It was an especially good week to be 8 years old. First, the little guy got a barrage of presents. Like waves of Union forces over the rural fences of Georgia and Arkansas, the gifts kept coming. Just when you thought, "That's it, right?" there would be another three or four under the tree.
Baseball bats and sweatshirts and electronics that only an MIT professor could understand. The little guy got this one game, I swear, that was so impossible to assemble that I finally gave up. I am not the quitting sort, but I do value the next 12 to 15 years of my life.
So I put a bounty on putting this gift together. At Christmas dinner, I say, "20 bucks to the little Einstein who can get the stinkin' basketball arcade together," and three hands shoot up.
"Good," I say with relief, "because I was willing to offer a hundred."
The lovely and patient older daughter immediately pulls her hand down, saying, "I'm waiting till he offers the hundred."
"Me too," says her little sister.
"Me too," says her brother.
Fortunately, there was a spat a short time later, in which all the kids and all the adults at the table — there were six — got in a big fight about who should be giving advice to whom in our family, a valid enough subject matter but probably not one suited to a candlelit Christmas dinner, a $60 goose waiting for his moment.
Anyway, sometimes it's not what you say but how you say it. With it being Christmas dinner, we are all on our best behavior, and several of the children are even wearing shirts. But it gets a little catty. I don't blame the kids, necessarily, for there is something about the air in the house over the holidays — a storm front of scented candles, sweaty candy canes, dog hair, brandy and stinky feet — that begins to wear on you. It's probably what set off Jack Nicholson in "The Shining."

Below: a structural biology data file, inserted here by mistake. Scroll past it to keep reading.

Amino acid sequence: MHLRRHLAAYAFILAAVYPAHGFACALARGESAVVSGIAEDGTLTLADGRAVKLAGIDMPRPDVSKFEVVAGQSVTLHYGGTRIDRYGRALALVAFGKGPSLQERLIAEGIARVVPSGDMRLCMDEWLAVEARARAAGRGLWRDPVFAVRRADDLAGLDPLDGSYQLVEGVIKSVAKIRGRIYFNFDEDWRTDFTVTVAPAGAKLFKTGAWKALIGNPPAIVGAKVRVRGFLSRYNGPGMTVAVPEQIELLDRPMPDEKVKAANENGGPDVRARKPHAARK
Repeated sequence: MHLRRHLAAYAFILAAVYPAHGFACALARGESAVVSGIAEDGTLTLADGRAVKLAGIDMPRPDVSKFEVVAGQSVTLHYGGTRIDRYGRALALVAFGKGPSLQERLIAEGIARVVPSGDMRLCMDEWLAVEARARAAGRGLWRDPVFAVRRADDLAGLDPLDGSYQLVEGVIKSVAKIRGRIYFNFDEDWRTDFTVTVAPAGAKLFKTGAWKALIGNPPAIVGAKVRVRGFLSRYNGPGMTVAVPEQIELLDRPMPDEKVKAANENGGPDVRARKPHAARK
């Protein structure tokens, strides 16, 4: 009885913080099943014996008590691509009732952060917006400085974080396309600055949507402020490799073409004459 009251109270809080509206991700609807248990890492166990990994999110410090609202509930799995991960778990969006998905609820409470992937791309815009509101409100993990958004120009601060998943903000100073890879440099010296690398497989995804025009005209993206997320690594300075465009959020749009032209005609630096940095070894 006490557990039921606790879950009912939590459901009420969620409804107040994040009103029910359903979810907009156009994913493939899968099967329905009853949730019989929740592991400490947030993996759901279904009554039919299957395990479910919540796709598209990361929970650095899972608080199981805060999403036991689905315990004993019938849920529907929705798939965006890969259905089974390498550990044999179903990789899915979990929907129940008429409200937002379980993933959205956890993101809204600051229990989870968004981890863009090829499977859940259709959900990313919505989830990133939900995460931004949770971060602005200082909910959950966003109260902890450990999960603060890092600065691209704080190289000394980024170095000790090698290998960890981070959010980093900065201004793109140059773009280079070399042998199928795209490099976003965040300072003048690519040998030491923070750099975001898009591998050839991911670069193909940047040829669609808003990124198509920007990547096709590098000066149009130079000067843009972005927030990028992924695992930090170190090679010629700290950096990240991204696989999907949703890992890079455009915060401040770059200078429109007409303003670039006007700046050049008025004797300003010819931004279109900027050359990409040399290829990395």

So, we're enjoying a nice debate over parenting at Christmas dinner. My ideal Christmas? Probably a farm in Vermont — snow-covered barns, skaters on the millpond. Second only to that would be sitting in a ranch house in the suburbs and listening to my children discuss parenting.
Finally, the college girl stomps away in a huff, going off to assemble the basketball game and collect the bounty, which never went higher than $20. I sense one of those win-win-win-win-win situations.
I move on to the kitchen, where I help my wife, Posh, with the dishes for 90 minutes. The holidays have been filled with opportunities to spend 90-minute sessions drying dishes and putting them away in the wrong cabinet, only to be told which cabinet they should really go in, meaning I'm putting everything away twice.
On Christmas Eve, we had "a few people" over — I counted 100 — and that involved several stacks of dishes as well. The marble counters were so sticky with Champagne, Cointreau and grenadine that, rather than sponge them down, Posh decided to have them all replaced.
Now, it's hard to find someone to do that kind of work on an emergency basis, late on Christmas Eve. But if you're willing to pay, anything is possible.
As I always say: How do you put a price on money?
Did cash ever hold you when you were sick, or wrap its clammy hands around your neck to wish you Merry Christmas?
With that in mind, we try to rid ourselves of cash at every opportunity.
So, yeah, we went a little crazy this holiday season.
Two favorite moments stand out. The first is when the college girl and her older brother stay up late Christmas Eve. As the lovely and patient older daughter sleeps, they graciously change her Facebook profile.
For instance, under favorite activities, they write: "The most fun thing for me is when my little sister braids the hair on my back."
We have raised a generation of young people who move their lips when they comb their hair. But they can accomplish almost anything with a laptop: sabotage, embezzlement, slander.
The other special moment is sitting around the tree first thing Christmas morning. One kid has on a cocktail dress, another is wearing several layers of Victoria's Secret underwear. Kids today, huh? Mine are like the precious velvet angels they sell at year-round Christmas shops.
Anyway, the older boy is complaining about being kept awake by the soft snoring sounds the dog makes, which leads to a discussion of the soft snoring sounds their grandma makes when she's completely awake.
"Like she's idling," one of them explains.
At which point, everybody laughs.
Happy holidays, Grammy. Obviously, you're never very far from our thoughts.